When you say each day people have routines and events will take place, how big a role has time in the game? Is there a day/night circle? How will time pass by?
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Ludipe
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« Reply #29 on: January 09, 2016, 09:19:26 AM »

Quote from: Eneko Egiluz
Ok, this is slowly taking shape. About the character we play with, is she/he/it a shadow, ehtereal,... or is a real entity?

He won't be a shadow or a stranger, he'll be your avatar in the world, an extension of yourself, that's why he won't have an extensive background, so the player can define who he becomes.

The game starts when he arrives to the city, so everything (and everyone) will be new, both for the player and the character.

Quote from: kraed
This is brilliant,my type of game, always loved town driven games.Very creative and amazing art, obviously. Really inspiring thread. Sounds like it has all the elements i need to never stop playing it.

Thanks a lot! It's the kind of game we'd love to play :-)

Quote from: amanfr01
I agree that having each and every individual holding some importance will be beneficial to the game's success! It's a unique quality that isn't used too often; you'll absolutely stand out amongst the crowds.

You tease us so with all of the mystery behind the city!!!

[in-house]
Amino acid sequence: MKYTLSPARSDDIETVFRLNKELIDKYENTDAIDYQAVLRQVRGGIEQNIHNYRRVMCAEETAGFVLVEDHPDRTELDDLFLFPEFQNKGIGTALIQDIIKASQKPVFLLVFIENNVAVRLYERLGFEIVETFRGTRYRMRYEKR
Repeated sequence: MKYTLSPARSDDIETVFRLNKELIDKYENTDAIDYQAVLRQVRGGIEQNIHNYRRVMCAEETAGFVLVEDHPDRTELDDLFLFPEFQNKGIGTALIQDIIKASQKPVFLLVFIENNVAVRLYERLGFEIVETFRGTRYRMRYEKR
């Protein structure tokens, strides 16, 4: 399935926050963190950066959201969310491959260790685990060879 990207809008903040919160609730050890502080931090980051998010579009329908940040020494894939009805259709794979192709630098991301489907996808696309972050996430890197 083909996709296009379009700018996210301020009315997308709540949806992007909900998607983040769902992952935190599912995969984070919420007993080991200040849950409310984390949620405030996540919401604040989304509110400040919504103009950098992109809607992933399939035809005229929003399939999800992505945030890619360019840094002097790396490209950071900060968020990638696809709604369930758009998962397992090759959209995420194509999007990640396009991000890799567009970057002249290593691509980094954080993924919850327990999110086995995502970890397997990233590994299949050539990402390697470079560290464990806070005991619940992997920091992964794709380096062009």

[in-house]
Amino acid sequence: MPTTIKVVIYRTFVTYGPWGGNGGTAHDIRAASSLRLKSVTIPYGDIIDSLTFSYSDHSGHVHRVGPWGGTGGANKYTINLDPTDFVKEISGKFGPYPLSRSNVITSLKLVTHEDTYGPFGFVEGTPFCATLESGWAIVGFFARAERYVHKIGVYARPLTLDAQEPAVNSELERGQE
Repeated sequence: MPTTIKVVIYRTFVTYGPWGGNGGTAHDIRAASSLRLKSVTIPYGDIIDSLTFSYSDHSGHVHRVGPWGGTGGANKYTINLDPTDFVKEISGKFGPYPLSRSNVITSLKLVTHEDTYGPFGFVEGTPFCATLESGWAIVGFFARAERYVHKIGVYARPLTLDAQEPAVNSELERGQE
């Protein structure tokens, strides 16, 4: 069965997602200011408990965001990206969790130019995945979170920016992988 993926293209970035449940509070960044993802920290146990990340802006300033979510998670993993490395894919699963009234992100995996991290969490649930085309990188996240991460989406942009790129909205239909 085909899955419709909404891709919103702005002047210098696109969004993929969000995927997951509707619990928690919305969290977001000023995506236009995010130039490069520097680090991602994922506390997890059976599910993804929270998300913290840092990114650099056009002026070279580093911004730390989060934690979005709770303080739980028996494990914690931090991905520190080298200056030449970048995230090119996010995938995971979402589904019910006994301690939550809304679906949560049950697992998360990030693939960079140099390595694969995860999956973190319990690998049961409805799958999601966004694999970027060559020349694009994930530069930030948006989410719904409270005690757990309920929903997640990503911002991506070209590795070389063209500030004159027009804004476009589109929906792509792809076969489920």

We'll keep releasing new information once or twice a month, but most of the mysteries won't be explained here, we don't want to spoil the game Tongue

Quote from: Candacis
Thanks for the updates! I like the idea with the npc's being all shadows first, representing the anonymity in a big city. Think about it, when you go through a big crowd. Rarely I could remember a person afterwards unless I know them or I talk to them or they are (or do something) visually interesting.

When you say each day people have routines and events will take place, how big a role has time in the game? Is there a day/night circle? How will time pass by?

There's a day/night circle and different events take place everyday. Time never stops, when you're roaming the streets time passes and when you're chatting with another character time keeps passing. If something important is happening it won't wait for you.

(We still haven't decided how long will a day last, it might be about 15-20 minutes)

Time management is quite important, you won't be able to go everywhere and talk to everyone, so learning how to spend the time will be crucial.
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Ludipe
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« Reply #30 on: January 11, 2016, 05:21:50 AM »

Update #3 - Meet your avatar

The city of "A Place for the Unwilling" is meant to be explored on foot, wandering the streets and walking to each one of your goals. Today we'd like to talk about the avatar you'll control in this mysterious city.


He isn't a character with a deep lore like the rest of the cast, he is just a white piece of paper waiting to be filled by the player. He is new in the city, so he doesn't know the place or the people, just like you. But the player will be able to choose a few things about the past of his/her avatar through dialogue. This is a technique that we've seen a lot lately; another character might ask you about your last summer (of which the game told you nothing about) and give you different dialogue options so you can define the background as ypu progress in the game.